Financing Good Food

The TakeAway: New Food Movements Get Funded from Social Finance and Social Enterprise – and Big Agra

The intersection between food and finance conjures visions of Big Agra, aka industrial agriculture – which is increasingly perceived as sacrificing the health of our planet, and we the people, to squeeze a profit.  But a growing series of movements (documented recently by their most articulate commentator, Michael Pollan) seek to reclaim the right to food that’s healthy for humans and our home.  Of course finance plays a role here, too – but a much different one from Big Agra.  Specifically, social enterprise and social finance have been stepping in to empower those on the lower end of the economic food chain to reclaim their right to food that’s “good” in all senses – good tasting, good for you, good for the environment, etc…

But before we talk about that, a quick primer on social enterprise and social finance, which enjoy popularity in the UK, Canada, and, to some extent, the US.  In the US, Greg Dees serves as a founding father of social enterprise:  Dees is the original architect of Harvard Business School’s Social Enterprise Initiative, Stanford’s Center for Social Innovation (CSI – which publishes the Stanford Social Innovation Review), and Duke’s Center for the Advancement of Social Entrepreneurship (CASE). Michigan State University’s C.S. Mott Group for Sustainable Food Systems numbers among a group of land-grant college programs that blend business concepts with social policy concerns, while promoting direct involvement at local levels.  On the social finance side, the Rudolf Steiner Foundation (RSF) plays a prominent role.  RSF specializes in social enterprise lending and helps nurture new ventures by connecting them with a variety of social finance institutions.

A few weeks ago, RSF announced the launch of the first of several Food and Agriculture Program-Related Investment (PRI) Funds.  With an aim of increasing financing flowing to social enterprises in local and sustainable food and agriculture, these PRI funds help foundations meet their fiduciary duties while investing in the kinds of programs their grants support.  RSF also participates in a nonprofit network of grantmakers called the Sustainable Agriculture and Food System Funders, and is also a member of Community Partners.   Roots of Change is another nonprofit network with similar aims.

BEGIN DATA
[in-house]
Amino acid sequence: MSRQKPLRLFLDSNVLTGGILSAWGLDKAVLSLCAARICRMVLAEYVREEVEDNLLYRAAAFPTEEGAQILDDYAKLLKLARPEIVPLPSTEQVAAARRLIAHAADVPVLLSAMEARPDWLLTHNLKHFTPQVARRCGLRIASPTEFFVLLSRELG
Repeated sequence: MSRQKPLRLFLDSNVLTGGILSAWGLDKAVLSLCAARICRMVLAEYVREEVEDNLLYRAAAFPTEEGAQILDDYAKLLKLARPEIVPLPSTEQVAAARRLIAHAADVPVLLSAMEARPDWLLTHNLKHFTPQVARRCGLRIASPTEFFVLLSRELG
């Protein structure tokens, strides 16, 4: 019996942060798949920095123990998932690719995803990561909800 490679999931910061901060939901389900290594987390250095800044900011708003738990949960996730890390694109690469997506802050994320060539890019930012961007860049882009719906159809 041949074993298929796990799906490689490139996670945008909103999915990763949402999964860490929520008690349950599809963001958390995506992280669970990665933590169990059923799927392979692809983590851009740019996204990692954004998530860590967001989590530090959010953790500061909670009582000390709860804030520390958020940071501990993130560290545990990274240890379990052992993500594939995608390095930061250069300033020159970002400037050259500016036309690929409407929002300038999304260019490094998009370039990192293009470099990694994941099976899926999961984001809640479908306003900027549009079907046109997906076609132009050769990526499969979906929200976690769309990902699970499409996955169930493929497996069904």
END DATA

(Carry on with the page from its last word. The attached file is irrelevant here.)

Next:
These organizations see their work as more than just food:  it’s about building communities and “social equity”, providing skills training, and economic development — within the broader context of public health and even climate change.  Perhaps the best example of an organization operating at the intersection of food and finance is the Slow Money Alliance, which applies the concepts of Slow Food to money by encouraging investment of “patient capital” in local food systems.

The parallel interest in urban agriculture blends food production, nutrition education, and social enterprise.  The result: workable systems enabling everyone to have safe, equitable access to healthy food, as urban farm guru Will Allen, founder of Growing Power, puts it.  Even Kraft Foods has embraced it, encouraging consumers of its Triscuit crackers to grow their own food.  Last March, Kraft started enclosing seed packets in Triscuit boxes, and launched a Website with nonprofit Urban Farming.  This move circles back to where we started, with big companies working with NGOs to bring their marketing and financial muscle to help solve the looming food crisis.  The Sustainable Food Lab, a project of The Sustainability Institute that links big companies with activist NGOs and farmers on the ground, represents a similar, but more coordinated, effort – which raises the question of whether those perceived as causing the problems can create solutions through reform, or if we need a more radical restructuring of the economics at the root of our food systems.

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